September 30th, 2016

Heart of England Trust app set to help lung surgery patients get back on their feet

Heart of England Trust app set to help lung surgery patients get back on their feet Heart of England Trust app set to help lung surgery patients get back on their feet
Updated: 12:34 pm, Nov 18, 2015

A MOBILE app developed by researchers at Heart of England NHS Foundation Trust could transform how lung surgery patients receive their rehabilitation after surgery.

The Fit for Surgery app developed by the thoracic surgery research team at the Trust, which runs Heartlands, Good Hope and Solihull Hospitals, will allow patients to access the award-winning Rehabilitation for Operated Lung Cancer (ROC) programme from the comfort of their own home without the need for a hospital visit.

The ROC programme was developed at the Trust and has been widely adopted across the UK. The outpatient programme consists of exercise training, self-management education, nutritional and smoking cessation support.

Mr Babu Naidu, consultant thoracic surgeon at Heartlands Hospital which is home to the regional thoracic surgery unit covering a catchment area of more than 6 million people, explained why the app has been developed and what benefits it could bring for patients.

He said: “Research shows that around 15 per cent of the 5,700 patients in the UK that undergo lung resection or removal primarily for the treatment of cancer develop post-operative pulmonary/lung complications (PPC), and once this has developed mortality increases from 0.5 per cent to 12 per cent.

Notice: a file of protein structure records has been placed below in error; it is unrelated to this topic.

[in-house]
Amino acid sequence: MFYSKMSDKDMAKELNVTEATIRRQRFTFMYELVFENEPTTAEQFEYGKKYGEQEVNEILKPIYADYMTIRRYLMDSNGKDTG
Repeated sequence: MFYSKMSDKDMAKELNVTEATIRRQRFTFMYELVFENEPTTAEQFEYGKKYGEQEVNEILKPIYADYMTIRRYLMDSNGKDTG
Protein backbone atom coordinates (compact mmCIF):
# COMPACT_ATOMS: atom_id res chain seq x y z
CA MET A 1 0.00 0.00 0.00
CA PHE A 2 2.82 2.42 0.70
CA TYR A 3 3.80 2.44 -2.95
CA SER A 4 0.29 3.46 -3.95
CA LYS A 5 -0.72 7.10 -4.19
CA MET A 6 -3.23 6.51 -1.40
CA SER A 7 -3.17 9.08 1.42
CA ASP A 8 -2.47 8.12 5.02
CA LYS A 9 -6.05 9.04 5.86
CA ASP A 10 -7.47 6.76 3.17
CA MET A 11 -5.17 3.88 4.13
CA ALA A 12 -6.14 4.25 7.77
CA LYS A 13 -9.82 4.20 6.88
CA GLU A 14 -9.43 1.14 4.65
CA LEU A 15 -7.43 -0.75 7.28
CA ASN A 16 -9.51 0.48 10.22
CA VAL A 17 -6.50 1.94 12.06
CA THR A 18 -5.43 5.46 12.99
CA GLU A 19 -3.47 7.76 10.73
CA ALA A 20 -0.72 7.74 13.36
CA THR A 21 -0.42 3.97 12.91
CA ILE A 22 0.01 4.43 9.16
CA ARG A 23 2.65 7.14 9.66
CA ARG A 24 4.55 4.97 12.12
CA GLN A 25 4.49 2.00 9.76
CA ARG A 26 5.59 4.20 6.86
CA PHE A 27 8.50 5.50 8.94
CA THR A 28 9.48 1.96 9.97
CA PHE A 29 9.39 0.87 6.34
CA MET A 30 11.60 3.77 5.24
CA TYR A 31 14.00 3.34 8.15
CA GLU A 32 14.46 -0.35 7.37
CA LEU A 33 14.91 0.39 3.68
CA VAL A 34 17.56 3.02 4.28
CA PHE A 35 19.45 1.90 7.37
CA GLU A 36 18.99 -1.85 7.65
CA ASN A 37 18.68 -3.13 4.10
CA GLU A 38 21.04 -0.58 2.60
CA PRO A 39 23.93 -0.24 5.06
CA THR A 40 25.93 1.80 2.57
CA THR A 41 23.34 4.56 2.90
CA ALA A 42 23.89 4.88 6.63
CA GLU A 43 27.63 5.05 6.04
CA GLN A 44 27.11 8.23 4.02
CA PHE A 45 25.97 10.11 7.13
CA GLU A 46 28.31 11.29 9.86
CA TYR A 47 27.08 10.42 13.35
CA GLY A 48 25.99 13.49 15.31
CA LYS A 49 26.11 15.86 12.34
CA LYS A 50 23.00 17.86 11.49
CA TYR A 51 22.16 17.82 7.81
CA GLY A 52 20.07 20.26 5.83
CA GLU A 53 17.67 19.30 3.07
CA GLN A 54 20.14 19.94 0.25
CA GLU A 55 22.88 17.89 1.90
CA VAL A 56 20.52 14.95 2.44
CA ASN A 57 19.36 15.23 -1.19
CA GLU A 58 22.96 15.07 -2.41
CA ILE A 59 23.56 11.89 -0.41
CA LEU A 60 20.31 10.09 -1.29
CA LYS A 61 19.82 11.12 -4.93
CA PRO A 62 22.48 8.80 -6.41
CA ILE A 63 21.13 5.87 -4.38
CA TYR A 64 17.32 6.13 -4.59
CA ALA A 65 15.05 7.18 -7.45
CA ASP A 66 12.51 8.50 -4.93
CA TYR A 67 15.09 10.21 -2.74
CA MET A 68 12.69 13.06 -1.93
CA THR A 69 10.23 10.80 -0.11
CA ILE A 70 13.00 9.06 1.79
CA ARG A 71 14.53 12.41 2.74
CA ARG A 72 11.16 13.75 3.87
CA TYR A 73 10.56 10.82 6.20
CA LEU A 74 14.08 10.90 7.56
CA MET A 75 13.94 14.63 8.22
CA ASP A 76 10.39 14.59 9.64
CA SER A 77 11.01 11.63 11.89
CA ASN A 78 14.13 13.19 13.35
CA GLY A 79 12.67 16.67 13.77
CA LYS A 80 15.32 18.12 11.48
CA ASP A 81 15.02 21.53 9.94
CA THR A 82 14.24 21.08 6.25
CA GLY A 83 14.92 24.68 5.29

“The ROC programme has demonstrated improvement in complications and hospital readmission but the lack of immediate access to pulmonary rehabilitation programmes across the country has hampered its success, so we identified a need to develop a service that can be delivered immediately at the convenience and control of the patient.

“Therefore we have developed a new mobile app through which patients can access the rehabilitation wherever they want without having to visit hospital. The app has a Bluetooth-enabled Pulse Oximeter which provides the patient with feedback on their heart rate and oxygen saturation levels before and during exercise which we can then record and monitor. The app also gives us the opportunity to evaluate the programme so we can see how we can further meet the needs of our patients.”

The app has been developed but will be trialled before it is rolled out across the board so the team at Heart of England NHS Foundation Trust will be recruiting for 50 patients in the coming weeks to take part in the research project who will be given access to tablet computers to run the app. This has been funded by the Health Foundation.

Mr Naidu added: “Should this prove to be effective it could lead to a national roll-out of this lung surgery rehabilitation programme and define the new gold standard of care, as well as potentially being adopted for other types of surgery as well.”

If you would like to find out more about the app and recruitment for the research please contact Salma Kadiri on 0121 424 1396 or by emailing salma.kadiri@heartofengland.nhs.uk

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